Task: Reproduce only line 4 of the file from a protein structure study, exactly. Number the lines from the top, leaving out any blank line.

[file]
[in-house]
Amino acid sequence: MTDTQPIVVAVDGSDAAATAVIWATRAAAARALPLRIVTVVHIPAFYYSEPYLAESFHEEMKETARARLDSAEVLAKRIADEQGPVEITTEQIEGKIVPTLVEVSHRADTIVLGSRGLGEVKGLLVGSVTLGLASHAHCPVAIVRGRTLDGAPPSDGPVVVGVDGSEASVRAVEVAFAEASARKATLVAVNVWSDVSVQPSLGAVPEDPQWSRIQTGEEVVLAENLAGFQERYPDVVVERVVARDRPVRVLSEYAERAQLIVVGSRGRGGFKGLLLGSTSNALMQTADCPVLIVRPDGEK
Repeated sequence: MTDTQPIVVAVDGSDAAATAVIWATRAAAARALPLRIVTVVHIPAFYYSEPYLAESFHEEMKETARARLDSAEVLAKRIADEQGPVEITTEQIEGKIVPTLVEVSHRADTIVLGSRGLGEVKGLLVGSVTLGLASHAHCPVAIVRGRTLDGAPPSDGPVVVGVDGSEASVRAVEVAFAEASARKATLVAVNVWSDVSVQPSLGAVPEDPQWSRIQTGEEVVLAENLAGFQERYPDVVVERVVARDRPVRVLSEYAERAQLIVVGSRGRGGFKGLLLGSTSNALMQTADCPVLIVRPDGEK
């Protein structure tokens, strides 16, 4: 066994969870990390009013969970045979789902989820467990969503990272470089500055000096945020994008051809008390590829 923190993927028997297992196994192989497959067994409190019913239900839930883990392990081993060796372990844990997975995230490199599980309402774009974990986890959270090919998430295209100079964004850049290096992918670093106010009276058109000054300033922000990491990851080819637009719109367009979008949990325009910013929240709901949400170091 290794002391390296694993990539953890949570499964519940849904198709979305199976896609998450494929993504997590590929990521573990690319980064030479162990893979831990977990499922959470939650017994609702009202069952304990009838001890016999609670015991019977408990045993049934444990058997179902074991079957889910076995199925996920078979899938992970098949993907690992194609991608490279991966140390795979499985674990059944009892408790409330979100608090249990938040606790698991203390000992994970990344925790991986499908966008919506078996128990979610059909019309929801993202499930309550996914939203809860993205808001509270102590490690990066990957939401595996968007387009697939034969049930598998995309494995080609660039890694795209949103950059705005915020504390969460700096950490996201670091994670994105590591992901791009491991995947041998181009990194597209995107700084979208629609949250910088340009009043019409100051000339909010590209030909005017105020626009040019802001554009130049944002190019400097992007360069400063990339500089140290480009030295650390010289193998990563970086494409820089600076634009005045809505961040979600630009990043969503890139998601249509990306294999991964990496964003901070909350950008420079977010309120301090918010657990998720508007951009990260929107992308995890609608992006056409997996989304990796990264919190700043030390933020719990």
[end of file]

């Protein structure tokens, strides 16, 4: 066994969870990390009013969970045979789902989820467990969503990272470089500055000096945020994008051809008390590829 923190993927028997297992196994192989497959067994409190019913239900839930883990392990081993060796372990844990997975995230490199599980309402774009974990986890959270090919998430295209100079964004850049290096992918670093106010009276058109000054300033922000990491990851080819637009719109367009979008949990325009910013929240709901949400170091 290794002391390296694993990539953890949570499964519940849904198709979305199976896609998450494929993504997590590929990521573990690319980064030479162990893979831990977990499922959470939650017994609702009202069952304990009838001890016999609670015991019977408990045993049934444990058997179902074991079957889910076995199925996920078979899938992970098949993907690992194609991608490279991966140390795979499985674990059944009892408790409330979100608090249990938040606790698991203390000992994970990344925790991986499908966008919506078996128990979610059909019309929801993202499930309550996914939203809860993205808001509270102590490690990066990957939401595996968007387009697939034969049930598998995309494995080609660039890694795209949103950059705005915020504390969460700096950490996201670091994670994105590591992901791009491991995947041998181009990194597209995107700084979208629609949250910088340009009043019409100051000339909010590209030909005017105020626009040019802001554009130049944002190019400097992007360069400063990339500089140290480009030295650390010289193998990563970086494409820089600076634009005045809505961040979600630009990043969503890139998601249509990306294999991964990496964003901070909350950008420079977010309120301090918010657990998720508007951009990260929107992308995890609608992006056409997996989304990796990264919190700043030390933020719990």